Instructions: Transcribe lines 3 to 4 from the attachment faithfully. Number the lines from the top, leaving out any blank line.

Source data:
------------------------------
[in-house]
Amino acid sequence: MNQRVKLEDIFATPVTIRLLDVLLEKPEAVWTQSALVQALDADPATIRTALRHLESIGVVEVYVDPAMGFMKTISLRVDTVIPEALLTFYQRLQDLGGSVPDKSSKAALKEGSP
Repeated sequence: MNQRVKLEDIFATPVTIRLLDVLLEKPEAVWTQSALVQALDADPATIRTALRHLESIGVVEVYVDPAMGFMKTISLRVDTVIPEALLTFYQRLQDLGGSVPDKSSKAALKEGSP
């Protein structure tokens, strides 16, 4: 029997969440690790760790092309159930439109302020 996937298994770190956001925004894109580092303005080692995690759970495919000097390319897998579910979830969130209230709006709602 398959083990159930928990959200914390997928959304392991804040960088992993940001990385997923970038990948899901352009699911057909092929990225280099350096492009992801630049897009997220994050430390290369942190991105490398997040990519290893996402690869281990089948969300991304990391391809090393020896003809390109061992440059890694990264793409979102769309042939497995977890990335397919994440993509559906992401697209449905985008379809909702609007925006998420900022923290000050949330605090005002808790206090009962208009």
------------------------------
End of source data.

Repeated sequence: MNQRVKLEDIFATPVTIRLLDVLLEKPEAVWTQSALVQALDADPATIRTALRHLESIGVVEVYVDPAMGFMKTISLRVDTVIPEALLTFYQRLQDLGGSVPDKSSKAALKEGSP
């Protein structure tokens, strides 16, 4: 029997969440690790760790092309159930439109302020 996937298994770190956001925004894109580092303005080692995690759970495919000097390319897998579910979830969130209230709006709602 398959083990159930928990959200914390997928959304392991804040960088992993940001990385997923970038990948899901352009699911057909092929990225280099350096492009992801630049897009997220994050430390290369942190991105490398997040990519290893996402690869281990089948969300991304990391391809090393020896003809390109061992440059890694990264793409979102769309042939497995977890990335397919994440993509559906992401697209449905985008379809909702609007925006998420900022923290000050949330605090005002808790206090009962208009």